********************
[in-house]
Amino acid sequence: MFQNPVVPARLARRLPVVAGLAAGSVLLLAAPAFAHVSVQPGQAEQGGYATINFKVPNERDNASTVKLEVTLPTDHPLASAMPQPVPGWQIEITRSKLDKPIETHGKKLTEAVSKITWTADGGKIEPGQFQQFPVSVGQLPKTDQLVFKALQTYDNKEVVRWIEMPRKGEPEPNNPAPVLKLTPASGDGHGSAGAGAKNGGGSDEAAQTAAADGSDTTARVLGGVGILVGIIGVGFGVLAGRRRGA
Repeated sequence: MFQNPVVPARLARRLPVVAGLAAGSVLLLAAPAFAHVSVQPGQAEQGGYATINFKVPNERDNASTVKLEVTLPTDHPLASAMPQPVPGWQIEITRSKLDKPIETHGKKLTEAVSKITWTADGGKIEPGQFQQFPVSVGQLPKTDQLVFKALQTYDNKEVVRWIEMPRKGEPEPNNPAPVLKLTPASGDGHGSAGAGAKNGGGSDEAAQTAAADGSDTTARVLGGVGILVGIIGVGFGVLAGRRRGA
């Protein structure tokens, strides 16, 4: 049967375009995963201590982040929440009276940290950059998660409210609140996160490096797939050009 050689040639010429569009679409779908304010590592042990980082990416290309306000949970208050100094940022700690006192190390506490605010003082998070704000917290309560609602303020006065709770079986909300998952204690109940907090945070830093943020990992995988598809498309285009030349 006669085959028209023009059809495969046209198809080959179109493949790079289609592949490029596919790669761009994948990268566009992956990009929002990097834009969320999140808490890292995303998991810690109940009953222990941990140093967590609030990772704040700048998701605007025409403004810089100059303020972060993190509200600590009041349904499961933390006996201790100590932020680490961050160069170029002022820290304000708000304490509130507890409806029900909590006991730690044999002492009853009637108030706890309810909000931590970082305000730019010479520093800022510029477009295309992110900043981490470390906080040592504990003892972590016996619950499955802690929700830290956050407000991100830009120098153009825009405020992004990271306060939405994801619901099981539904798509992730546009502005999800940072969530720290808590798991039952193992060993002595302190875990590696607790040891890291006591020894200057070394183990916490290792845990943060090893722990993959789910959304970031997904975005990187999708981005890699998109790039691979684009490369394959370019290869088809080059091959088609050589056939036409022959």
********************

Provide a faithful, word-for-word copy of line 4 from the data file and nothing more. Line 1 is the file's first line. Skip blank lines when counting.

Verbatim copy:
């Protein structure tokens, strides 16, 4: 049967375009995963201590982040929440009276940290950059998660409210609140996160490096797939050009 050689040639010429569009679409779908304010590592042990980082990416290309306000949970208050100094940022700690006192190390506490605010003082998070704000917290309560609602303020006065709770079986909300998952204690109940907090945070830093943020990992995988598809498309285009030349 006669085959028209023009059809495969046209198809080959179109493949790079289609592949490029596919790669761009994948990268566009992956990009929002990097834009969320999140808490890292995303998991810690109940009953222990941990140093967590609030990772704040700048998701605007025409403004810089100059303020972060993190509200600590009041349904499961933390006996201790100590932020680490961050160069170029002022820290304000708000304490509130507890409806029900909590006991730690044999002492009853009637108030706890309810909000931590970082305000730019010479520093800022510029477009295309992110900043981490470390906080040592504990003892972590016996619950499955802690929700830290956050407000991100830009120098153009825009405020992004990271306060939405994801619901099981539904798509992730546009502005999800940072969530720290808590798991039952193992060993002595302190875990590696607790040891890291006591020894200057070394183990916490290792845990943060090893722990993959789910959304970031997904975005990187999708981005890699998109790039691979684009490369394959370019290869088809080059091959088609050589056939036409022959």